According to Fr Chrysavgis, in our days dominates the absence of the Orthodox social approach and ethos, while in the opposite we have a pious rhetoric and a liturgical formality which show that many ignore the Social Teaching of the Orthodox Church[1]. It became painfully obvious during that period the absence of an Orthodox social approach or an Orthodox social ethos – capable to lead the behavior of the Orthodox leaders but also the Orthodox faithful – to themes which concern the role of religion in the public sphere, the relation of Church and state, the difference between patriotism and racism, as well as the tension between Faith and Science. 

Dr Stylianos Tsompanidis, Professor of the Department of Theology of the Theological Faculty of the Aristotle University of Thessaloniki, is noticing that the Holy and Great Council of the Orthodox Church is linked to the pain of History, but also the pain of the human being, expressing a theology becoming flesh in time and space. Prof. Tsompandis underlines also that there is a need of good cooperation and a common way, as existence is also co-existence and therefore the insult of any human being is the insult of the humanity in total and by extension it turns against God, since the human being is created according to “the image and likeness” of Him. For this reason the Council of Crete accused the fundamentalist tendencies “as expression of sick religiosity” fighting in this way the most important virus of humanity, the virus of fundamentalism. 

Finally, Georgios Strilingas, Coordinator of the pedagogical work of the Theologians of Crete, underlines strongly the contribution of the Council to the subject of Religion and the witness which it is called to give to the modern world. The thesis of the Council consists a real challenge to the modern young people, to whom the Orthodox Church is obliged to teach on the basis of the triptychon ‘God, Human being, World’. According the Mr Strilingas “our mission as Christians and as human beings is not to close into ourselves, but to open up to the world, as the Church has taught us”.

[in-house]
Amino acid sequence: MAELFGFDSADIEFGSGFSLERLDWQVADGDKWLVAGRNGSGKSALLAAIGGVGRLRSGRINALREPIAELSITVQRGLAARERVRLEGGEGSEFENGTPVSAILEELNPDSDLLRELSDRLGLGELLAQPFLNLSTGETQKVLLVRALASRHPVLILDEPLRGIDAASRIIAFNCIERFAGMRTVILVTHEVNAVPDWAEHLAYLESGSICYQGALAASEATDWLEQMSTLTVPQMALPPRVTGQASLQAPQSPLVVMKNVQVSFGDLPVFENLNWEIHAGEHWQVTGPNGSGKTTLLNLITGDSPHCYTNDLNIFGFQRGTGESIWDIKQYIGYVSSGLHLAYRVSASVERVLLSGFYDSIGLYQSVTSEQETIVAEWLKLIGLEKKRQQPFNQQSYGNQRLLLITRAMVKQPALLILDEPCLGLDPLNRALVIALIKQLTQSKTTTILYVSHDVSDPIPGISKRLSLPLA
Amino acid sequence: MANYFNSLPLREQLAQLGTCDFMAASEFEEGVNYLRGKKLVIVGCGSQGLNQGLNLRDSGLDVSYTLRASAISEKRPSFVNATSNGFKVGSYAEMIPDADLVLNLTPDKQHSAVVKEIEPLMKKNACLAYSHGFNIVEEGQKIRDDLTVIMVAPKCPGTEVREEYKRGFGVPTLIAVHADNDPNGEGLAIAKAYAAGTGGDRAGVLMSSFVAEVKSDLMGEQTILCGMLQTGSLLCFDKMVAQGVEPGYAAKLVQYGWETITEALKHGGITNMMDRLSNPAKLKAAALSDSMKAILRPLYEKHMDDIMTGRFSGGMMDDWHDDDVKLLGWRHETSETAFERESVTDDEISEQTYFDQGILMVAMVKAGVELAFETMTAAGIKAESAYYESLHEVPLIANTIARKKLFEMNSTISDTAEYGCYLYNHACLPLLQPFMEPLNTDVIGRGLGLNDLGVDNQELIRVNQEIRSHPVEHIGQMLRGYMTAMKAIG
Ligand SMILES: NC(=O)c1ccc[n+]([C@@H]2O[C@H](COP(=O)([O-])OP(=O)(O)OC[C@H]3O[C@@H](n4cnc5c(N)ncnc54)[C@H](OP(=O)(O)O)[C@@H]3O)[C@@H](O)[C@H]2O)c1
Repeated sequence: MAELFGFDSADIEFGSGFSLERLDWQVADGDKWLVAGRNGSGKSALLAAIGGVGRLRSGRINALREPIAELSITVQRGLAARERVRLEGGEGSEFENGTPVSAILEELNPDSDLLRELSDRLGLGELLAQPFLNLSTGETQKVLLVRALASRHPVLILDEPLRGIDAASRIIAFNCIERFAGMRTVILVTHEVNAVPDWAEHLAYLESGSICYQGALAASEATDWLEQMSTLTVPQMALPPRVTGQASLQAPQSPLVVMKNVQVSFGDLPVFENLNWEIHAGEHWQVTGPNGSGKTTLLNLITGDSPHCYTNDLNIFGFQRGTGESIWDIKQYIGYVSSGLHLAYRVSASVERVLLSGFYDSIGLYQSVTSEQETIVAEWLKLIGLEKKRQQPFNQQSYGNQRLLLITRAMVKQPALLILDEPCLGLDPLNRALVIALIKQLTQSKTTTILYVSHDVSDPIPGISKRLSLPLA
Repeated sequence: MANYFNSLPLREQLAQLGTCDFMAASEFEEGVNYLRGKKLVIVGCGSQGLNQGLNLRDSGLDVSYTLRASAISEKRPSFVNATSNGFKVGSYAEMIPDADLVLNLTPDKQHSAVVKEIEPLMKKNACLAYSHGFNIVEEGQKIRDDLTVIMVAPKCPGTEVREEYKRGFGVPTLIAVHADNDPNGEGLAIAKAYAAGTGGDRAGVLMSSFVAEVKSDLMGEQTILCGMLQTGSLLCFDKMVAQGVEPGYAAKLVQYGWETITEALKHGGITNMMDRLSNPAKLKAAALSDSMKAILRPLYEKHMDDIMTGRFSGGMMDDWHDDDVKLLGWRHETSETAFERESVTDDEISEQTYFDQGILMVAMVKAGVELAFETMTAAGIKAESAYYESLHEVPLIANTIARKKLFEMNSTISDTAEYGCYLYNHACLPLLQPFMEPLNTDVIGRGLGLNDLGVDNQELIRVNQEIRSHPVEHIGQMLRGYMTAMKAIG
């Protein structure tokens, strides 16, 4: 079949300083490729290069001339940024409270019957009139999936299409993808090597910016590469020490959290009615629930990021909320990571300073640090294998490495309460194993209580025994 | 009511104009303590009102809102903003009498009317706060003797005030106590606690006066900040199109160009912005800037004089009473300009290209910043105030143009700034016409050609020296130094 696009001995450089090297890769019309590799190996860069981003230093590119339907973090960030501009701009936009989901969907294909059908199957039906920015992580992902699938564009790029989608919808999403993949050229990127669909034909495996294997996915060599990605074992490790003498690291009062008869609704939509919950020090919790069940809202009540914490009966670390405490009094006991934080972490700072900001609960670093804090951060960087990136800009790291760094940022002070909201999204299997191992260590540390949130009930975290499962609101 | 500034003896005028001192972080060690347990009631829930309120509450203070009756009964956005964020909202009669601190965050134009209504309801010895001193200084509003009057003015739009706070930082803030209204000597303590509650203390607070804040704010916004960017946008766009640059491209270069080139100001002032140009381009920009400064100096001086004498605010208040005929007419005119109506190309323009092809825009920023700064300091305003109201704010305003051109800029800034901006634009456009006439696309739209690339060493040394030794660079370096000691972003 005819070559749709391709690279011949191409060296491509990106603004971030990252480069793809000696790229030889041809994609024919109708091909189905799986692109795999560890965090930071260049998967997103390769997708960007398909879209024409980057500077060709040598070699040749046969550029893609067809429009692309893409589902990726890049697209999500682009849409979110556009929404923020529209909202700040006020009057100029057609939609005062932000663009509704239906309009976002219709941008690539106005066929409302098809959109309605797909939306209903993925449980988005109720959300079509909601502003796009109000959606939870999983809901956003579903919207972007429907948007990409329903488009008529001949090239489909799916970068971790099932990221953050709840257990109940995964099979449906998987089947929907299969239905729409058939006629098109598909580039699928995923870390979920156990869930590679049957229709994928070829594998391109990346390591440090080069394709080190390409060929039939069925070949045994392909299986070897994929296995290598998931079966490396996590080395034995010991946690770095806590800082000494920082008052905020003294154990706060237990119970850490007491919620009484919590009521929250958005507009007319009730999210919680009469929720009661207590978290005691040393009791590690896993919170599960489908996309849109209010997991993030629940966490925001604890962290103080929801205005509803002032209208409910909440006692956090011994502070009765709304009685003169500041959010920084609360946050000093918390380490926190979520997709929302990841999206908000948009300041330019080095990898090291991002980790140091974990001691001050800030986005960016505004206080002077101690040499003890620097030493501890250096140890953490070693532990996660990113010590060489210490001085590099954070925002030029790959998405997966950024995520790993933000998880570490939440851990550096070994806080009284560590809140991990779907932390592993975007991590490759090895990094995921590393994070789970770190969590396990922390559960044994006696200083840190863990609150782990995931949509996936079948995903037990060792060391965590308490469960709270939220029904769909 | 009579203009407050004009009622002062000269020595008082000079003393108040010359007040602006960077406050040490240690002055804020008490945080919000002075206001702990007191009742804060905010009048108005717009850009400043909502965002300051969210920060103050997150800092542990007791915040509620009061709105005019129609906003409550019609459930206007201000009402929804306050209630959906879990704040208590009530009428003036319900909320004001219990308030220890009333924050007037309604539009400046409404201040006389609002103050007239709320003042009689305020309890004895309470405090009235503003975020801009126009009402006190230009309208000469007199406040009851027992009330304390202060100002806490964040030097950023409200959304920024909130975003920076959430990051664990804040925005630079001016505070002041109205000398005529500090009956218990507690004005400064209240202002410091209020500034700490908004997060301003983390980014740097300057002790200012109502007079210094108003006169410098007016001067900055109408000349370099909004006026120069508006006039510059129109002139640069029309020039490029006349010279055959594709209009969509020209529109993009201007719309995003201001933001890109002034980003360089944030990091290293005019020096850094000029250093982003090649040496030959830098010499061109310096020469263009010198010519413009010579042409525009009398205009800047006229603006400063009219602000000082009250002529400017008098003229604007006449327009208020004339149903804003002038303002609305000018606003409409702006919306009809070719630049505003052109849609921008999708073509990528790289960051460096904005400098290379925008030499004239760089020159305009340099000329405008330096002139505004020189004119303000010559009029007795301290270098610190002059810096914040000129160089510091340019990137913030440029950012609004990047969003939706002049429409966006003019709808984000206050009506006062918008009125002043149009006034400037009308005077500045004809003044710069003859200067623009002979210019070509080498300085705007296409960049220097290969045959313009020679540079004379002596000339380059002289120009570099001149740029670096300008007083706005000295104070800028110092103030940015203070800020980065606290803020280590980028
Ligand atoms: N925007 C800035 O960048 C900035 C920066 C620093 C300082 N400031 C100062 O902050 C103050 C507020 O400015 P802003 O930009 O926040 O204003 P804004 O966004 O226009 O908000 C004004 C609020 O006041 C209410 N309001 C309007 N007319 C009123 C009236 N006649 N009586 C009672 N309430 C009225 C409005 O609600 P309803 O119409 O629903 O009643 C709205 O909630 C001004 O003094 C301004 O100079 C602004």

Other interventions to the above discussion were made by the Professors Theodoros Giagou, Dean of the Theological Faculty of Thessaloniki, Konstantinos Nikolakopoulos, Dean of the Orthodox Theological Faculty of Munich and Professors of the wider ecclesiastical and academic field. A fruitful discussion followed, as the participants of the webinar had the time to put their questions to the speakers, who answered with their rich theological argumentation and documentation.